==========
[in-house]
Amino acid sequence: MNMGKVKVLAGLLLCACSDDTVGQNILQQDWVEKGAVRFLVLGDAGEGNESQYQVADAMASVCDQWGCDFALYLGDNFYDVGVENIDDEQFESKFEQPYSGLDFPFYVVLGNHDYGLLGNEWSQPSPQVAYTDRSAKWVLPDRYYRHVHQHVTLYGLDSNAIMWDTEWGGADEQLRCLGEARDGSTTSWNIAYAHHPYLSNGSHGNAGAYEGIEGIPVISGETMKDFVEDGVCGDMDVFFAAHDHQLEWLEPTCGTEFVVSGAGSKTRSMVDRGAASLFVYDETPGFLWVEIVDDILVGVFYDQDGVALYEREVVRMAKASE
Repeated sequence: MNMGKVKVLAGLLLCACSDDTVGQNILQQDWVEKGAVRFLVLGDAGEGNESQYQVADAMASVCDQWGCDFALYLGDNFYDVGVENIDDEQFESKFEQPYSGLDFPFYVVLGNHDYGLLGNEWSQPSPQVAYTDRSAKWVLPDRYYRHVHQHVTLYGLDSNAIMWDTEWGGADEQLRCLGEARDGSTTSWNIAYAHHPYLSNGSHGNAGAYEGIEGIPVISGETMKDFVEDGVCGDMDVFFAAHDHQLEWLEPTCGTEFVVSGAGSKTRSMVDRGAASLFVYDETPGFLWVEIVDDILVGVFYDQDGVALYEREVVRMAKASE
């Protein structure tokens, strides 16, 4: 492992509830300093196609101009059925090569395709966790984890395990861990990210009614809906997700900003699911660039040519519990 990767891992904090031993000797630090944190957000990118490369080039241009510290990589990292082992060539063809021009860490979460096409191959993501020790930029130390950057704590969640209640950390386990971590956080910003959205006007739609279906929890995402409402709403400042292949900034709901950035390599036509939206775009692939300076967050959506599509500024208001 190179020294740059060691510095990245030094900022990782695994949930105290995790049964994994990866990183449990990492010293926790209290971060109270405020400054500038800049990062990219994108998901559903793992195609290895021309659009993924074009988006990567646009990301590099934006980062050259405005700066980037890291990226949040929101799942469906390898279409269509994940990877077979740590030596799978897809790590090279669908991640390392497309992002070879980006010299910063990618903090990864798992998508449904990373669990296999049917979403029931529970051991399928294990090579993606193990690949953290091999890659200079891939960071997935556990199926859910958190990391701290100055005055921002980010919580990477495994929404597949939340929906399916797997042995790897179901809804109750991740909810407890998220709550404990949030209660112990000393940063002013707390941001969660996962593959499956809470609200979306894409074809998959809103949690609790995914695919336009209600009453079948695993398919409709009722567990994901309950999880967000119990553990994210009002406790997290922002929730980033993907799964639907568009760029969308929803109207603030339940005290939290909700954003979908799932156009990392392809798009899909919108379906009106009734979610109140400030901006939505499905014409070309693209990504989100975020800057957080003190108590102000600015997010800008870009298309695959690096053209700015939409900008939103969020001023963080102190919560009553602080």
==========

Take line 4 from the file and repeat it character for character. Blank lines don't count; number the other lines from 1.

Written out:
């Protein structure tokens, strides 16, 4: 492992509830300093196609101009059925090569395709966790984890395990861990990210009614809906997700900003699911660039040519519990 990767891992904090031993000797630090944190957000990118490369080039241009510290990589990292082992060539063809021009860490979460096409191959993501020790930029130390950057704590969640209640950390386990971590956080910003959205006007739609279906929890995402409402709403400042292949900034709901950035390599036509939206775009692939300076967050959506599509500024208001 190179020294740059060691510095990245030094900022990782695994949930105290995790049964994994990866990183449990990492010293926790209290971060109270405020400054500038800049990062990219994108998901559903793992195609290895021309659009993924074009988006990567646009990301590099934006980062050259405005700066980037890291990226949040929101799942469906390898279409269509994940990877077979740590030596799978897809790590090279669908991640390392497309992002070879980006010299910063990618903090990864798992998508449904990373669990296999049917979403029931529970051991399928294990090579993606193990690949953290091999890659200079891939960071997935556990199926859910958190990391701290100055005055921002980010919580990477495994929404597949939340929906399916797997042995790897179901809804109750991740909810407890998220709550404990949030209660112990000393940063002013707390941001969660996962593959499956809470609200979306894409074809998959809103949690609790995914695919336009209600009453079948695993398919409709009722567990994901309950999880967000119990553990994210009002406790997290922002929730980033993907799964639907568009760029969308929803109207603030339940005290939290909700954003979908799932156009990392392809798009899909919108379906009106009734979610109140400030901006939505499905014409070309693209990504989100975020800057957080003190108590102000600015997010800008870009298309695959690096053209700015939409900008939103969020001023963080102190919560009553602080």